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This week from AGU: Mars' ice, Earth's mantle & 5 new research papers

( GeoSpace Terraced craters: Windows into Mars' icy past Just beneath Mars' dirt surface, or regolith, researchers found an enormous slab of water ice, measuring 40 meters (130 feet) thick, and covering an area equivalent to that of California and Texas combined, according to a new study published today in Geophysical Research Letters. What lies deep in the mantle below? For decades, scientists have probed Earth's remote mantle by analyzing how seismic waves of distant earthquakes pass through it. But we are still challenged by the technique's limitations.

New research papers Ross Ice Shelf Vibrations, Geophysical Research Letters

A 21st Century Northward Tropical Precipitation Shift Caused by Future Anthropogenic Aerosol Reductions, Journal of Geophysical Research: Atmospheres

Lightning channel length and flash energy determined from moments of the flash area distribution, Journal of Geophysical Research: Atmospheres

Fluxes and fate of dissolved methane released at the seafloor at the landward limit of the gas hydrate stability zone offshore western Svalbard, Journal of Geophysical Research: Oceans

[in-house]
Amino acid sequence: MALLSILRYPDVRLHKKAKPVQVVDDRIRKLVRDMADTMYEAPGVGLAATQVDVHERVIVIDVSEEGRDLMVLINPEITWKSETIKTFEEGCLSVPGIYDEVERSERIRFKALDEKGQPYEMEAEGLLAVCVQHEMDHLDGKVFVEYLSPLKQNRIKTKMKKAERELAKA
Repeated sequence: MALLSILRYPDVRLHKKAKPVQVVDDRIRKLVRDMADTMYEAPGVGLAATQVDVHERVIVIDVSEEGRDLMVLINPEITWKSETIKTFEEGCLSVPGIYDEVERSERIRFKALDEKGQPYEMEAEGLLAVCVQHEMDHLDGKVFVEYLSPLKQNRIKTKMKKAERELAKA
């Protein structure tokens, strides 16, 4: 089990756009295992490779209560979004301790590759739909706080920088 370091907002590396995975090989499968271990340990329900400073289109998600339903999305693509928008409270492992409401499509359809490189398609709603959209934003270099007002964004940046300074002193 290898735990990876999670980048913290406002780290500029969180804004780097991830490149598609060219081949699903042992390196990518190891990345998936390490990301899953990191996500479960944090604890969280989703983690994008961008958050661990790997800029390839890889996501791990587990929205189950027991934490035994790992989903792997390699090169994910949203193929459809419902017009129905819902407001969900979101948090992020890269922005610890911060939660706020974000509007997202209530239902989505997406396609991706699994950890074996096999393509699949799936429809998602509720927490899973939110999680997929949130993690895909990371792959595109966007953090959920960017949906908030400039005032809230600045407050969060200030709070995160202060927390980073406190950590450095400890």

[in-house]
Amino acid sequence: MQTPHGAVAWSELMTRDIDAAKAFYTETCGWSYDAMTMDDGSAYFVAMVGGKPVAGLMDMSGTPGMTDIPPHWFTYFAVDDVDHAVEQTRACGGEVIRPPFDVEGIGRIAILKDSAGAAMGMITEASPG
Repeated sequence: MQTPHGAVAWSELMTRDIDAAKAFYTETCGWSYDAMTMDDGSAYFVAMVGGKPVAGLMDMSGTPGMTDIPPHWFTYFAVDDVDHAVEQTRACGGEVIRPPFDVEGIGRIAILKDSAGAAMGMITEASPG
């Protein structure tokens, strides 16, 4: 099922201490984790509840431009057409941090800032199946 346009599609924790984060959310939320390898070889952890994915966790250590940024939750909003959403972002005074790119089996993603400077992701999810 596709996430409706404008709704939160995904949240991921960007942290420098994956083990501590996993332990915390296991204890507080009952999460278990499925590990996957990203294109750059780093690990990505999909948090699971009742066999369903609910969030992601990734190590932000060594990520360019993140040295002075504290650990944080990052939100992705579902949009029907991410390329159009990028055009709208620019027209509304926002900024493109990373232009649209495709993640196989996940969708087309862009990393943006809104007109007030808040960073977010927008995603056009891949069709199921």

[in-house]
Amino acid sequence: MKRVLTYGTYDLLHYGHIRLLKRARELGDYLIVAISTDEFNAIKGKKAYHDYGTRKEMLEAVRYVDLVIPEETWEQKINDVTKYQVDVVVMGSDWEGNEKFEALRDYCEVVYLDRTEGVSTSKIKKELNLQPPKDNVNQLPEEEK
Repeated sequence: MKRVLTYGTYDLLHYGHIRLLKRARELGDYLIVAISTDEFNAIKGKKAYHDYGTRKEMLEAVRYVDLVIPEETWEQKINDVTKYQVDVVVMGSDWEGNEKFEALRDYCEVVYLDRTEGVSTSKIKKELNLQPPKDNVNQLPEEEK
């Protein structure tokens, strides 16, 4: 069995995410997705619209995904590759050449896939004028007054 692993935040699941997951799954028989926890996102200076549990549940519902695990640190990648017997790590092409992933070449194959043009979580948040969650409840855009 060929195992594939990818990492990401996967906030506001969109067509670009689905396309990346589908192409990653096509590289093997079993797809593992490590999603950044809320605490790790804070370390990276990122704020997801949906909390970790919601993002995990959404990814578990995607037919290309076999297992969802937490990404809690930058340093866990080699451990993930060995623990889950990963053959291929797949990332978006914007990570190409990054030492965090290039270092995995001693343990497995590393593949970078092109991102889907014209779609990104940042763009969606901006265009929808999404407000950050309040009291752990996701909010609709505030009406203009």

WRF simulated sensitivity to land surface schemes in short and medium ranges for a high-temperature event in east China: A comparative study, Journal of Advances in Modeling Earth Systems


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Researchers reveal how a common mutation causes neurodegenerative disease

WORCESTER, MA -- Researchers have determined how the most common gene mutation in amyotrophic lateral sclerosis (ALS) and frontotemporal dementia (FTD) disrupts normal cell function, providing insight likely to advance efforts to develop targeted therapies for these brain diseases. Scientists from the University of Massachusetts Medical School (UMMS) and St. Jude Children's Research Hospital led the research, which appeared in the science journal Nature. Investigators reported evidence that mutation of C9ORF72 interferes with the movement of RNAs and proteins into and ...

New survey on Americans' views on papal encyclical on climate change